Two Rings To Rule Them All: Amazing Space Discovery

We know know what the famous announcement by the European Southern Observatory is. They found an asteroid with ring! Two of them!

...the remote asteroid Chariklo is surrounded by two dense and narrow rings.

Telescopes at seven locations in South America, including the 1.54-metre Danish and TRAPPIST telescopes at ESO’s La Silla Observatory in Chile were used to make this surprise discovery in the outer Solar System.

This unique finding has sparked much interest and debate since it is the smallest object by far to have rings and only the fifth body in the Solar System — after the much larger planets Jupiter, Saturn, Uranus and Neptune — to have this feature.

Astronomers think that this sort of ring is likely to be formed from debris left over after a collision.

Details here.


More like this

"Don't go around saying the world owes you a living. The world owes you nothing. It was here first." -Mark Twain So, you've been around a while, seen all sorts of things, and learned an awful lot about the world, solar system and Universe that we live in. But how well do you know it, really? Image…
"Imperfection clings to a person, and if they wait till they are brushed off entirely, they would spin for ever on their axis, advancing nowhere." -Thomas Carlyle When you take a look up at the sky, the two most prominent objects are the Sun and the Moon. And every day, like clockwork, they rise…
"A journey is a person in itself; no two are alike. And all plans, safeguards, policing, and coercion are fruitless. We find that after years of struggle that we do not take a trip; a trip takes us." -John Steinbeck Here on Earth, we all get to enjoy the delight of being located in an extremely…
"The phenomena of nature, especially those that fall under the inspection of the astronomer, are to be viewed, not only with the usual attention to facts as they occur, but with the eye of reason and experience." -William Herschel We typically think of Saturn as our Solar System’s ringed world,…

Layperson speculation on a mechanism:

Object A gets hit by Object B. Large quantity of debris is ejected and goes into orbit around Object A. The debris cloud elongates as it orbits.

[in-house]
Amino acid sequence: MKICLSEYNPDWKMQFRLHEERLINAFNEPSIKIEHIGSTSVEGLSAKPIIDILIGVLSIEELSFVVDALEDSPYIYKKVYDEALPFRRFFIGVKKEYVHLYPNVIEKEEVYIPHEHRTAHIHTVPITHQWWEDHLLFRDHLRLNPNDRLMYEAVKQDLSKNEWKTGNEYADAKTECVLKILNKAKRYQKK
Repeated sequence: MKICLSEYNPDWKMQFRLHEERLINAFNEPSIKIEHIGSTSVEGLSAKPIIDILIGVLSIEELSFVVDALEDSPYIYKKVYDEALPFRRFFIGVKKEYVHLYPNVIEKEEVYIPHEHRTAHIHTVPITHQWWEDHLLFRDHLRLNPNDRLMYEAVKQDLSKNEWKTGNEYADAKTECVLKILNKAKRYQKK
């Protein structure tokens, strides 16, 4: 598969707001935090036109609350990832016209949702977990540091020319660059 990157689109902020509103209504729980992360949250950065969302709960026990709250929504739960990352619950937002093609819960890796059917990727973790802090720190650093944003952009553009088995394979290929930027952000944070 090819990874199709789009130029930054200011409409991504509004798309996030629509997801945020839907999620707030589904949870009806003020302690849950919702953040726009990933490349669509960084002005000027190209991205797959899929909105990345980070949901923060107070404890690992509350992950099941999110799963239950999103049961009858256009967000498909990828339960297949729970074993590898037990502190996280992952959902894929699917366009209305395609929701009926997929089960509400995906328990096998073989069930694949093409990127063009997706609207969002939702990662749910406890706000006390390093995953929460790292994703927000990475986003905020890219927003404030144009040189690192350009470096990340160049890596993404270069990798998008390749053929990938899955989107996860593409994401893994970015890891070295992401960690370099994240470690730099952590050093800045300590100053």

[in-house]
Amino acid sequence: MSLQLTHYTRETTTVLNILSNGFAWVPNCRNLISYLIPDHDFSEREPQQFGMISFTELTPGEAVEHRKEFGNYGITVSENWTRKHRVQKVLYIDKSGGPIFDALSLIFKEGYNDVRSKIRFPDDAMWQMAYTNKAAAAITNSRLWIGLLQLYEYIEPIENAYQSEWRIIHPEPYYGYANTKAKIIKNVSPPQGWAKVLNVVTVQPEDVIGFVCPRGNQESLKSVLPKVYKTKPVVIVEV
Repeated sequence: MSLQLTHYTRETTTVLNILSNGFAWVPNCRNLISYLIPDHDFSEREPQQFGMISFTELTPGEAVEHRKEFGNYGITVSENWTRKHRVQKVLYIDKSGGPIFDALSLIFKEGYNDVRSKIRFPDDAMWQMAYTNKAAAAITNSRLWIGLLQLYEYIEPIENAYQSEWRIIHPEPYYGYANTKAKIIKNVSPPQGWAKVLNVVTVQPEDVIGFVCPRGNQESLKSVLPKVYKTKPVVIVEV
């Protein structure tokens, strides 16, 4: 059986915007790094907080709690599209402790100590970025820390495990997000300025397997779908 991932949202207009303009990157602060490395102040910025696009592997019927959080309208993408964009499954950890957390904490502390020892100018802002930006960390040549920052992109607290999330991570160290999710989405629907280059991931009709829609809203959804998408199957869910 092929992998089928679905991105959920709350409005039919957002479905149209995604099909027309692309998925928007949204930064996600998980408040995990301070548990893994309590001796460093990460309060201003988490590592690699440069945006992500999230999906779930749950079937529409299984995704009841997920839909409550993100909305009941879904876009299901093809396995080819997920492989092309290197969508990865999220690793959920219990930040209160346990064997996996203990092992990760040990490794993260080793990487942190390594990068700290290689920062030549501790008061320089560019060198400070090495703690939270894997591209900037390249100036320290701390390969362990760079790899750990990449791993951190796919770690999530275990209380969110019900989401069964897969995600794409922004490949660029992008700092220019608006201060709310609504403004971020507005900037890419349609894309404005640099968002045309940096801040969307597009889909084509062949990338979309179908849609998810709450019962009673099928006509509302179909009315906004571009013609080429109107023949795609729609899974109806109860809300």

The higher-mass debris ends up falling back to Object A (and depending on Object A being a rocky object, we might observe a band of returned debris around the circumference of Object A). The lower-mass debris ends up escaping Object A's gravity and dispersing into space.

The debris that is of intermediate mass continues to orbit Object A. The interaction of angular momentum and gravity confines the debris to a narrow range of distance from the surface of Object A. And the tendency of everything toward dissipation, causes the debris cloud to diffuse as far as possible while staying within that range of distance.

The result of that interaction and dissipation, is the ring: an evenly-dispersed debris cloud at a particular orbit around Object A.

OK, feel free to tell me where I screwed up with that.

G: I don't know. What I've heard is that the whole thing is a bit controversial, meaning that astronomers may disagree internally about how rings are formed. Perhaps these rings are impossible for some reason, i.e. because of the small size of the asteroid, by one or more major theories of how they form.

So get the popcorn out!

G: Your model would give a single broad ring, rather than two narrow rings as reported. That doesn't mean the rings aren't the result of a collision, but rather that there must be something else going on as well. A shepherd moon, for instance (this is how some of the narrower rings at Saturn and Uranus are maintained).

The dynamical stability of this ring system is also an interesting question. How long does it take for rings like this to form, and how long do they last until something disrupts them? I don't know the answers to those questions (it's not my field), but they are important constraints on any theory of how these rings formed.

By Eric Lund (not verified) on 27 Mar 2014 #permalink

I think this is indeed one of the most surprising and amazing discoveries of 2014.

Would never have guessed and staggered to find an asteroid can somehow maintain a ring system - would've thought it was far too low mass to do so.

Shared, great article and news - cheers and Happy New Year to Greg Laden & y'all.

By Astrostevo (not verified) on 30 Dec 2014 #permalink